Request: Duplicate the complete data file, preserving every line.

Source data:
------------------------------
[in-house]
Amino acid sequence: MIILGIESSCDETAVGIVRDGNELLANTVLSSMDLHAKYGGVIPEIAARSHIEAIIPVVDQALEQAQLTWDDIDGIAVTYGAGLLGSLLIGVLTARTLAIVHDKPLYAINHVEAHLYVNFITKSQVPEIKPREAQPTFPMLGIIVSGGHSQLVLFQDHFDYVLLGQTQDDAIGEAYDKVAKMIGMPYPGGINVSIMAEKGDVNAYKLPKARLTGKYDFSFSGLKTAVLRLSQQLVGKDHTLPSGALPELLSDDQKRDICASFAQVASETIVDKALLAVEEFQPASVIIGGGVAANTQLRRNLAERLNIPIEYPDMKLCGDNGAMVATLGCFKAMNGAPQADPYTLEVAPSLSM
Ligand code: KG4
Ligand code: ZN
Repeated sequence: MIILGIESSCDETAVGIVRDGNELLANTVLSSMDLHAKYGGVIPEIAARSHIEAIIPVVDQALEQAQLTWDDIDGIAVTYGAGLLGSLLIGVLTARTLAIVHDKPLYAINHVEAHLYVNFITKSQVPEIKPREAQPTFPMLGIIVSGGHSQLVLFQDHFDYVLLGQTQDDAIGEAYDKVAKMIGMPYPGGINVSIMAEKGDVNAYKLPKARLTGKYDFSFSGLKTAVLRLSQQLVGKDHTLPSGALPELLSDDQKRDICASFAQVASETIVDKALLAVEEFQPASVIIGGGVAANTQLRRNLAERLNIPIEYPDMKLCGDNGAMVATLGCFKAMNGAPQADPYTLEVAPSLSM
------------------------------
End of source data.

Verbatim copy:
[in-house]
Amino acid sequence: MIILGIESSCDETAVGIVRDGNELLANTVLSSMDLHAKYGGVIPEIAARSHIEAIIPVVDQALEQAQLTWDDIDGIAVTYGAGLLGSLLIGVLTARTLAIVHDKPLYAINHVEAHLYVNFITKSQVPEIKPREAQPTFPMLGIIVSGGHSQLVLFQDHFDYVLLGQTQDDAIGEAYDKVAKMIGMPYPGGINVSIMAEKGDVNAYKLPKARLTGKYDFSFSGLKTAVLRLSQQLVGKDHTLPSGALPELLSDDQKRDICASFAQVASETIVDKALLAVEEFQPASVIIGGGVAANTQLRRNLAERLNIPIEYPDMKLCGDNGAMVATLGCFKAMNGAPQADPYTLEVAPSLSM
Ligand code: KG4
Ligand code: ZN
Repeated sequence: MIILGIESSCDETAVGIVRDGNELLANTVLSSMDLHAKYGGVIPEIAARSHIEAIIPVVDQALEQAQLTWDDIDGIAVTYGAGLLGSLLIGVLTARTLAIVHDKPLYAINHVEAHLYVNFITKSQVPEIKPREAQPTFPMLGIIVSGGHSQLVLFQDHFDYVLLGQTQDDAIGEAYDKVAKMIGMPYPGGINVSIMAEKGDVNAYKLPKARLTGKYDFSFSGLKTAVLRLSQQLVGKDHTLPSGALPELLSDDQKRDICASFAQVASETIVDKALLAVEEFQPASVIIGGGVAANTQLRRNLAERLNIPIEYPDMKLCGDNGAMVATLGCFKAMNGAPQADPYTLEVAPSLSM